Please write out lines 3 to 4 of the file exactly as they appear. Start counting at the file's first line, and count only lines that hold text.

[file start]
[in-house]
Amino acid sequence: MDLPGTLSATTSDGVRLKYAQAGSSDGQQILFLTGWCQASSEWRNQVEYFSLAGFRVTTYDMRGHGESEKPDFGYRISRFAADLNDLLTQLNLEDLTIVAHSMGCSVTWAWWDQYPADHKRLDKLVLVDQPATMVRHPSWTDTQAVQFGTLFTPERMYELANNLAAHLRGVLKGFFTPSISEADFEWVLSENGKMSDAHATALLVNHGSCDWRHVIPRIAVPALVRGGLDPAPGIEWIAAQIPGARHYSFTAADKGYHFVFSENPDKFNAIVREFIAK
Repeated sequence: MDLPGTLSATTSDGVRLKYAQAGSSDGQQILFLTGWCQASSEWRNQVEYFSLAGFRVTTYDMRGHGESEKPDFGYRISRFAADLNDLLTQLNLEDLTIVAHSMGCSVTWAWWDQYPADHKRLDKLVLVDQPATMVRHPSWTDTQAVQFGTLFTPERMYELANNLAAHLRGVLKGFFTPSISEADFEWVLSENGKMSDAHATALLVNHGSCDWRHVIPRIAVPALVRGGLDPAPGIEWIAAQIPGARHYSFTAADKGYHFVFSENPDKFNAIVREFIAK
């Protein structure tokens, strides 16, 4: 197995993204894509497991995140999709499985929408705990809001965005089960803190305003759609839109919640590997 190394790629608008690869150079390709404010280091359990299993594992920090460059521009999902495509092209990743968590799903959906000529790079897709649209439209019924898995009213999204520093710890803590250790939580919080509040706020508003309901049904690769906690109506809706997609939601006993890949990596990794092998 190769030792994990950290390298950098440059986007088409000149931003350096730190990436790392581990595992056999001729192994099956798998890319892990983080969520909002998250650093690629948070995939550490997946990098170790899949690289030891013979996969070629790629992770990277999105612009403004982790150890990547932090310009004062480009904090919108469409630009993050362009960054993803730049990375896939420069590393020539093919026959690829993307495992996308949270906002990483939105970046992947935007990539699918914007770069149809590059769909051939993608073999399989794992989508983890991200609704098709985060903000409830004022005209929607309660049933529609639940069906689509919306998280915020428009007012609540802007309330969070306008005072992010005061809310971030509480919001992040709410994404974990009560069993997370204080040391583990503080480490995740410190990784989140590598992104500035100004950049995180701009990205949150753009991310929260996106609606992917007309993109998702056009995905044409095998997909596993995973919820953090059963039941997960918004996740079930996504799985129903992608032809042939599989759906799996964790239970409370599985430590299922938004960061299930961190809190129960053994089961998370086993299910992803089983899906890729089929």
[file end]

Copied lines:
Repeated sequence: MDLPGTLSATTSDGVRLKYAQAGSSDGQQILFLTGWCQASSEWRNQVEYFSLAGFRVTTYDMRGHGESEKPDFGYRISRFAADLNDLLTQLNLEDLTIVAHSMGCSVTWAWWDQYPADHKRLDKLVLVDQPATMVRHPSWTDTQAVQFGTLFTPERMYELANNLAAHLRGVLKGFFTPSISEADFEWVLSENGKMSDAHATALLVNHGSCDWRHVIPRIAVPALVRGGLDPAPGIEWIAAQIPGARHYSFTAADKGYHFVFSENPDKFNAIVREFIAK
């Protein structure tokens, strides 16, 4: 197995993204894509497991995140999709499985929408705990809001965005089960803190305003759609839109919640590997 190394790629608008690869150079390709404010280091359990299993594992920090460059521009999902495509092209990743968590799903959906000529790079897709649209439209019924898995009213999204520093710890803590250790939580919080509040706020508003309901049904690769906690109506809706997609939601006993890949990596990794092998 190769030792994990950290390298950098440059986007088409000149931003350096730190990436790392581990595992056999001729192994099956798998890319892990983080969520909002998250650093690629948070995939550490997946990098170790899949690289030891013979996969070629790629992770990277999105612009403004982790150890990547932090310009004062480009904090919108469409630009993050362009960054993803730049990375896939420069590393020539093919026959690829993307495992996308949270906002990483939105970046992947935007990539699918914007770069149809590059769909051939993608073999399989794992989508983890991200609704098709985060903000409830004022005209929607309660049933529609639940069906689509919306998280915020428009007012609540802007309330969070306008005072992010005061809310971030509480919001992040709410994404974990009560069993997370204080040391583990503080480490995740410190990784989140590598992104500035100004950049995180701009990205949150753009991310929260996106609606992917007309993109998702056009995905044409095998997909596993995973919820953090059963039941997960918004996740079930996504799985129903992608032809042939599989759906799996964790239970409370599985430590299922938004960061299930961190809190129960053994089961998370086993299910992803089983899906890729089929």